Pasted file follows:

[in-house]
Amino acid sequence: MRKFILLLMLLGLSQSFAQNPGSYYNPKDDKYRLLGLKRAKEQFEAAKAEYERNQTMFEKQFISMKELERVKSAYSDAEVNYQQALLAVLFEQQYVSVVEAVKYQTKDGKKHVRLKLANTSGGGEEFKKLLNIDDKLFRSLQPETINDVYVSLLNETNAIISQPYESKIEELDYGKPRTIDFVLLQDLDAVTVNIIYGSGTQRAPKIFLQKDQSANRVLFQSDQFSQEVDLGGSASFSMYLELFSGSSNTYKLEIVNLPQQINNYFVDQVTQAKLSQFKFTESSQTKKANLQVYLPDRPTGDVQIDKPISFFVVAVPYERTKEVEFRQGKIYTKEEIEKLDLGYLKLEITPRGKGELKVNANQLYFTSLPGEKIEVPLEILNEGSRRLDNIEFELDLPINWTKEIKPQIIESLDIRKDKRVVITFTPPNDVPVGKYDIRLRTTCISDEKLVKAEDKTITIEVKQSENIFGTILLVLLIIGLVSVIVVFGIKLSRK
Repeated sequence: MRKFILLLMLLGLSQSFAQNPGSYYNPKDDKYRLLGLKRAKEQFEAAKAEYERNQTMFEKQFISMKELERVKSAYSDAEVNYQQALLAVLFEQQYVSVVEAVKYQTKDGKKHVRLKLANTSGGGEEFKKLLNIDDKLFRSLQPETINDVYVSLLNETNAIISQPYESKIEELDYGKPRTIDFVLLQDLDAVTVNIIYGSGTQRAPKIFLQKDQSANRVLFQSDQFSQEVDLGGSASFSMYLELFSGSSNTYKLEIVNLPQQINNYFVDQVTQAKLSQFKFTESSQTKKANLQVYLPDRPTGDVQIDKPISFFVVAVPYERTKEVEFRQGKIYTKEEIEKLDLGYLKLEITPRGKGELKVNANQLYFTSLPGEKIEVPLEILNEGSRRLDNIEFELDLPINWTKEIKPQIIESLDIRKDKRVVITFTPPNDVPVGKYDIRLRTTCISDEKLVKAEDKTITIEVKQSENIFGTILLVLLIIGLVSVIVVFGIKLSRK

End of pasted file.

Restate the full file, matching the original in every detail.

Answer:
[in-house]
Amino acid sequence: MRKFILLLMLLGLSQSFAQNPGSYYNPKDDKYRLLGLKRAKEQFEAAKAEYERNQTMFEKQFISMKELERVKSAYSDAEVNYQQALLAVLFEQQYVSVVEAVKYQTKDGKKHVRLKLANTSGGGEEFKKLLNIDDKLFRSLQPETINDVYVSLLNETNAIISQPYESKIEELDYGKPRTIDFVLLQDLDAVTVNIIYGSGTQRAPKIFLQKDQSANRVLFQSDQFSQEVDLGGSASFSMYLELFSGSSNTYKLEIVNLPQQINNYFVDQVTQAKLSQFKFTESSQTKKANLQVYLPDRPTGDVQIDKPISFFVVAVPYERTKEVEFRQGKIYTKEEIEKLDLGYLKLEITPRGKGELKVNANQLYFTSLPGEKIEVPLEILNEGSRRLDNIEFELDLPINWTKEIKPQIIESLDIRKDKRVVITFTPPNDVPVGKYDIRLRTTCISDEKLVKAEDKTITIEVKQSENIFGTILLVLLIIGLVSVIVVFGIKLSRK
Repeated sequence: MRKFILLLMLLGLSQSFAQNPGSYYNPKDDKYRLLGLKRAKEQFEAAKAEYERNQTMFEKQFISMKELERVKSAYSDAEVNYQQALLAVLFEQQYVSVVEAVKYQTKDGKKHVRLKLANTSGGGEEFKKLLNIDDKLFRSLQPETINDVYVSLLNETNAIISQPYESKIEELDYGKPRTIDFVLLQDLDAVTVNIIYGSGTQRAPKIFLQKDQSANRVLFQSDQFSQEVDLGGSASFSMYLELFSGSSNTYKLEIVNLPQQINNYFVDQVTQAKLSQFKFTESSQTKKANLQVYLPDRPTGDVQIDKPISFFVVAVPYERTKEVEFRQGKIYTKEEIEKLDLGYLKLEITPRGKGELKVNANQLYFTSLPGEKIEVPLEILNEGSRRLDNIEFELDLPINWTKEIKPQIIESLDIRKDKRVVITFTPPNDVPVGKYDIRLRTTCISDEKLVKAEDKTITIEVKQSENIFGTILLVLLIIGLVSVIVVFGIKLSRK